Photo by Chayene Rafaela
Childhood is a fun time full of climbing trees, playing on the swingset, and eating popsicles. It’s bittersweet to reminisce about childhood and think about all the fun memories. My childhood was full of walks around the block, playing house, and playing cops and robbers with the neighbor kids. I also remember getting scraped knees, bee stings, and a gnarly scar on my elbow from a bike crash. Childhoods are full of memories and accidents. Here’s how you can treat the 4 most common childhood injuries.
1) Bloody Nose
Oh, bloody noses. These pesky things might be more annoying than painful. But I guess that is determined by how you got the bloody nose. Bloody noses can be caused by a hit to the face to simply breathing in very dry air. There are several ways you can treat a bloody nose. The most important thing to remember is to have your child sit up if they have a bloody nose. If your child lays down with a bloody nose, the blood will drain down the throat instead of the nose; you do not want your child to swallow the blood. Place an icepack on the bridge of your child’s nose and have them sit still for 10-15 minutes. Bloody noses normally stop very quickly and shouldn’t cause too much alarm. When the bleeding stops, make sure your child feels okay, and then let them keep playing.
2) Scraped Knees and Elbows
There are a lot of ways to scrape up the knees and elbows. I can promise almost every child has come into the house crying over a scraped knee or elbow. Even though a scraped knee can look pretty bad, they normally aren’t something you need to rush to the doctor for. But these scrapes can really hurt, so it’s important to help your little one wash, disinfect, and cover up the scrape. Keeping the scrape covered with a bandaid while it heals is important to prevent any infections and minimal scarring.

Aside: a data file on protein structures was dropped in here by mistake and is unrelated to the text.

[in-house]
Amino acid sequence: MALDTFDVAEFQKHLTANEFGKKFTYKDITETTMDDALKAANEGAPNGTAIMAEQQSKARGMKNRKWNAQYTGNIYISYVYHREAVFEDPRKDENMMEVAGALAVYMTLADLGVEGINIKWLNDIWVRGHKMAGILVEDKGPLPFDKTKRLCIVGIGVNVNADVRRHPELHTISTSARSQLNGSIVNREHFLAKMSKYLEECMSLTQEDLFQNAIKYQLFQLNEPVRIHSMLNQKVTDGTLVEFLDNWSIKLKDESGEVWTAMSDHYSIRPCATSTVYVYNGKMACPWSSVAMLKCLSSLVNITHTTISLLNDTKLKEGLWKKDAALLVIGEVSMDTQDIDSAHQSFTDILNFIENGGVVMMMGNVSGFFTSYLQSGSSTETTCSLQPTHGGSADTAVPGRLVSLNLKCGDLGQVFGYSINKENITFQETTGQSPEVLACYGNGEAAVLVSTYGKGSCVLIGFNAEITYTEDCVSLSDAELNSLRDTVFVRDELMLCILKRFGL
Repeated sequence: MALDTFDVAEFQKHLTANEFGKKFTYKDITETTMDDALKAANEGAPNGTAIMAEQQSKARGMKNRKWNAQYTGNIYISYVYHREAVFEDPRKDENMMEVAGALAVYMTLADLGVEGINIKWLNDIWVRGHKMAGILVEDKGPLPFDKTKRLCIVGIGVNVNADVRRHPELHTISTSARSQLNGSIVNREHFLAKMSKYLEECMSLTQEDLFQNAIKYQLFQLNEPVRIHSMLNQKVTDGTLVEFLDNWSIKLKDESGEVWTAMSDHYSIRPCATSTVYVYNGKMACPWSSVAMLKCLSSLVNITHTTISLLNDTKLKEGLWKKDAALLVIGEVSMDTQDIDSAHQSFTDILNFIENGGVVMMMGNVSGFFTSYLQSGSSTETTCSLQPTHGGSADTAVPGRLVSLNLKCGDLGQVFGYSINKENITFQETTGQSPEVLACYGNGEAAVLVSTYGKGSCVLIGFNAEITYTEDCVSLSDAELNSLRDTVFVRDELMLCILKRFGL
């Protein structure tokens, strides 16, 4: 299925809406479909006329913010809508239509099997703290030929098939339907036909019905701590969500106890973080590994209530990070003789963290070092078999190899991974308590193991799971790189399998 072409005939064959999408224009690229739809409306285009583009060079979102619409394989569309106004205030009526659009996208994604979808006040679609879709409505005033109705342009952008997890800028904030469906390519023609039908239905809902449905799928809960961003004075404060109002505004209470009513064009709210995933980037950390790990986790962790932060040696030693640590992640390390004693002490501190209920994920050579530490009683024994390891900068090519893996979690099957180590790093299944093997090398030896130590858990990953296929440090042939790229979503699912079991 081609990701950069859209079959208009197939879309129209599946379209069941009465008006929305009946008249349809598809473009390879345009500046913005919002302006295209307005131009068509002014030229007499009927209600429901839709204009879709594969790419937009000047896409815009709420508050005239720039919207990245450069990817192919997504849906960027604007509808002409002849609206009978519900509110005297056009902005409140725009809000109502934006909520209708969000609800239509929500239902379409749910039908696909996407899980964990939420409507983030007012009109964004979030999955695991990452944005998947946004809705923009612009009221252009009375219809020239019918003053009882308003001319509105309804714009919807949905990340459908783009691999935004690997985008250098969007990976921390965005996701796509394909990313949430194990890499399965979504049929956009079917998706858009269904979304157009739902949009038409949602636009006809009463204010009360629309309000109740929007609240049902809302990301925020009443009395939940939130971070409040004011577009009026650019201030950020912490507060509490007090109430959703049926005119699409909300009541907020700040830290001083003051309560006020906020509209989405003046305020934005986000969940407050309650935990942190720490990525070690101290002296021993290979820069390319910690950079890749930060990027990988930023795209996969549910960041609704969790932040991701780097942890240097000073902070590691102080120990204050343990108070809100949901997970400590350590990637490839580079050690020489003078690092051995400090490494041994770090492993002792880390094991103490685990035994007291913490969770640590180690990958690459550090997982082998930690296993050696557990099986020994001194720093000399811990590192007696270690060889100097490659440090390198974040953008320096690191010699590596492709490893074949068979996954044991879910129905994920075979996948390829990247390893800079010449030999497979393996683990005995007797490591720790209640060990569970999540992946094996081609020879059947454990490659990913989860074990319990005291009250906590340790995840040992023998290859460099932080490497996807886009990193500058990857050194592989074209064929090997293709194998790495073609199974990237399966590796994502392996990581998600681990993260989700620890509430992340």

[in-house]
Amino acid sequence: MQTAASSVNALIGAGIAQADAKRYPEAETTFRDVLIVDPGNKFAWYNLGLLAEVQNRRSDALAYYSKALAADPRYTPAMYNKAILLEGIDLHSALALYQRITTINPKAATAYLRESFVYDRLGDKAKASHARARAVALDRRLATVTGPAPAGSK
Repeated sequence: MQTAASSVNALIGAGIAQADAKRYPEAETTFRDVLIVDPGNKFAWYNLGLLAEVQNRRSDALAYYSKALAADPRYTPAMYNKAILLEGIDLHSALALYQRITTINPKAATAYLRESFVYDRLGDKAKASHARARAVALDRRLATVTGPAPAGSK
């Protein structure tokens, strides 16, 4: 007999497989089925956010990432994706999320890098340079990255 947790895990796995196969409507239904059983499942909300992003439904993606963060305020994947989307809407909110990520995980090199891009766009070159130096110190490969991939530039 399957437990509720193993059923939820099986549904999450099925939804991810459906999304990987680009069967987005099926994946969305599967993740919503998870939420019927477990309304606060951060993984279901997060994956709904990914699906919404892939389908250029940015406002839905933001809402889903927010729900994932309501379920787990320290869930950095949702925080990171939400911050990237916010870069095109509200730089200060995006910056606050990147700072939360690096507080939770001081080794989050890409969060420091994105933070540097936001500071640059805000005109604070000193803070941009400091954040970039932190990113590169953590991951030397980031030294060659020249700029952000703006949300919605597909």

3) Broken Arm
I don’t think I remember a single year in school where at least one kid didn’t have a broken arm. Broken arms are a common injury, especially for younger boys. Broken arms need to be treated by a pediatric doctor. Doctors will be able to determine the type of break if it needs to be rebroken, if it needs any screws, and what type of cast will help the break heal best. If your child gets a broken arm, be sure to show them some extra love as they recover because the healing process can be long, a little painful, and frustrating. Have friends and family sign their cast to help cheer your kid up. You could also help your child decorate their cast with fun stickers.
4) Bee Sting
You can get a bee sting at any age, but kids who spend a lot of time playing outside have more chances to get stung. The first step to treating a bee sting is to make sure the stinger is removed. After you are sure the stinger is removed, you can treat the sting several ways. Creating a mixture of baking soda and water and applying it to the stung area can help neutralize the bee venom and reduce pain and itching. You can also use honey or apple cider vinegar to treat a bee sting.